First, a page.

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Old August 12, 2017, 02:48 AM
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Default Using two 800 LPH pumps in parallel

I know a few years ago someone asked about parallel or series pumps... Difference is I'm not talking about using two laings... Im talking about using two EK DCP 4 pumps in parallel to boost the flow rate from 800.

The loop is just CPU waterblock which will be an ek block for the new AM4 ryzen 1700... I will OC the CPU as far as i can using offset voltage.

Got a 360 radiator which as i recall is a low restriction design so it doesn't load the pump too much.

Or would it be better to ditch the old ek pumps and go to the expense of a laing with up to 1500 flow rate?

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Old August 12, 2017, 07:16 AM
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With a loop of just a CPU block and a rad I highly doubt you will see any performance gains by increasing flow.
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Old August 12, 2017, 08:27 AM
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Quote:
Originally Posted by Jokester View Post
With a loop of just a CPU block and a rad I highly doubt you will see any performance gains by increasing flow.
Yar, I guess 800lph isnt that low is it.
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Old August 12, 2017, 09:07 AM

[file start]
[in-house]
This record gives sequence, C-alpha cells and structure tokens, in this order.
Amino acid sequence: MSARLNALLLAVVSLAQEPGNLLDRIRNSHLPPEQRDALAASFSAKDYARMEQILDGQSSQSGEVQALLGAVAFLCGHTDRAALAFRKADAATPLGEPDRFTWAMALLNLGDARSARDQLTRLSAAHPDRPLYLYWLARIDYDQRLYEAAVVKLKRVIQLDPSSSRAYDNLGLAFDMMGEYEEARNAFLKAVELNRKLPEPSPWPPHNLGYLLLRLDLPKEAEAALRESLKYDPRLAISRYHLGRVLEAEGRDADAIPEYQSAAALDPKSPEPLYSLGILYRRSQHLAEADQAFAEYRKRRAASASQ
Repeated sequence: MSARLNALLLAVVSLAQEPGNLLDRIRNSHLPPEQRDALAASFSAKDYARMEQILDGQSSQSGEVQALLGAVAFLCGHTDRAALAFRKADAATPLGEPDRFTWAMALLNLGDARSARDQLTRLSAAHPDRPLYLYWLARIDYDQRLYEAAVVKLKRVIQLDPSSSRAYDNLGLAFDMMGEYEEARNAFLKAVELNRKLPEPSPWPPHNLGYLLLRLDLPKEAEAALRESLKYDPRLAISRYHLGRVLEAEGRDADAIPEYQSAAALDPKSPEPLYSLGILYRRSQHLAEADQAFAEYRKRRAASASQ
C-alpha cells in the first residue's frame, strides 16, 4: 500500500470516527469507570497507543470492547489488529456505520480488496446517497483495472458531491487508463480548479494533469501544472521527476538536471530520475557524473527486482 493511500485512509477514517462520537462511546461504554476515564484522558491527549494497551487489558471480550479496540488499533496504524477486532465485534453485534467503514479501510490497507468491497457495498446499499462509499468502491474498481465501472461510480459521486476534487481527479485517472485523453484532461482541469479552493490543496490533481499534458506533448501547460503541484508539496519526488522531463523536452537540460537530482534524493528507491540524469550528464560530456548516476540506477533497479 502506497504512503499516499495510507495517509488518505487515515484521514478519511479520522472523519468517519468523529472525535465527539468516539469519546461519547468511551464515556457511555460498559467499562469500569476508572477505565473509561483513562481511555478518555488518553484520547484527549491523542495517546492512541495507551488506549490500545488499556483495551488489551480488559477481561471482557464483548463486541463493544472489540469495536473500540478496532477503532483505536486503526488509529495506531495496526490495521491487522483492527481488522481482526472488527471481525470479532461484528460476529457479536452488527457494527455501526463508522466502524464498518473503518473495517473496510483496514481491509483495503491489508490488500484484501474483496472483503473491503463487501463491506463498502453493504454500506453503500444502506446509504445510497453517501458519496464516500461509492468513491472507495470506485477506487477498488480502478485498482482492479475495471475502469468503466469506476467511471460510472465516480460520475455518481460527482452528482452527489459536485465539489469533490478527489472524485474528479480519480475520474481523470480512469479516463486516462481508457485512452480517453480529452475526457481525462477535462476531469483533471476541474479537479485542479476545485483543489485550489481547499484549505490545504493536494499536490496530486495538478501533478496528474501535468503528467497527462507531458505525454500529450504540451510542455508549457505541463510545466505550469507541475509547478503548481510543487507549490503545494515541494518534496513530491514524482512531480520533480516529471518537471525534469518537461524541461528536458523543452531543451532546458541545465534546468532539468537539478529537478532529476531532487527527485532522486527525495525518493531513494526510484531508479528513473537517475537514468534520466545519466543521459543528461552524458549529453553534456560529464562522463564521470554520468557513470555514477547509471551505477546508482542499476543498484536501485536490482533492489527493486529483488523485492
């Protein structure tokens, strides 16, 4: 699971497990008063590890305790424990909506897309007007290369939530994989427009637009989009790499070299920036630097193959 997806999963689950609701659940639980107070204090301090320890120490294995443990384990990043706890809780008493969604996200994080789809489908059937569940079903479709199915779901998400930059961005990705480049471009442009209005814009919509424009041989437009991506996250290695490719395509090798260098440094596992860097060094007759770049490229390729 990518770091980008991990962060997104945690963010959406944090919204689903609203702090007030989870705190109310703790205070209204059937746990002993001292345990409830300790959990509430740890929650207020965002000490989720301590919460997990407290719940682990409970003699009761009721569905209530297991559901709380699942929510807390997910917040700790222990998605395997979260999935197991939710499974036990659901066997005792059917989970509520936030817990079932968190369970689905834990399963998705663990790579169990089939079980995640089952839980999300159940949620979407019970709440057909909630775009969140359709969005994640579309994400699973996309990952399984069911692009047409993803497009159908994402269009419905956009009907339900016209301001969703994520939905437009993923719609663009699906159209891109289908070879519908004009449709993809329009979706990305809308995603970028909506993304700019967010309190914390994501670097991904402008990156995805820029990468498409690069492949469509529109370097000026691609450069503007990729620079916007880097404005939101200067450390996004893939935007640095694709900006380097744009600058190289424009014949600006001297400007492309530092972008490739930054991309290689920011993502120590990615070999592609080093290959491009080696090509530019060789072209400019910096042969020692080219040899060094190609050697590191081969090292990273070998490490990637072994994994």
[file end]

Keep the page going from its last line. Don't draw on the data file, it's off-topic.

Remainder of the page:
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You should be fine. I have a DCP 2.2 running a CPU (EK Supremacy EVO), GPU (EK Titan X FC) and 360 rad (HWLabs SR1).
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Old August 12, 2017, 01:21 PM
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I've had my EK DCP pumps for many years. No issues. I will order an EK AM4 CPU block.
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Old August 12, 2017, 02:03 PM
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another thing using dual pumps put more heat dump in the loop

better with a single pump keeping the coolest setup

parallel = more flow same head pressure

series = more head pressure same flow

Last edited by KaptCrunch; August 12, 2017 at 02:27 PM.
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Old August 12, 2017, 08:51 PM
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Series to increase head pressure. Parallel to increase volume. Increasing the speed of the flow will not necessarily translate to lower temps as water needs time to capture heat and then cool off in the rad. Easiest way to find the right flow for your loop (they are all different) is a variable speed pump or pump controller running prime 95 at your desired overclock and tuning the pump speed to the lowest temp. You might be surprised to discover lower speeds produce lower temps.
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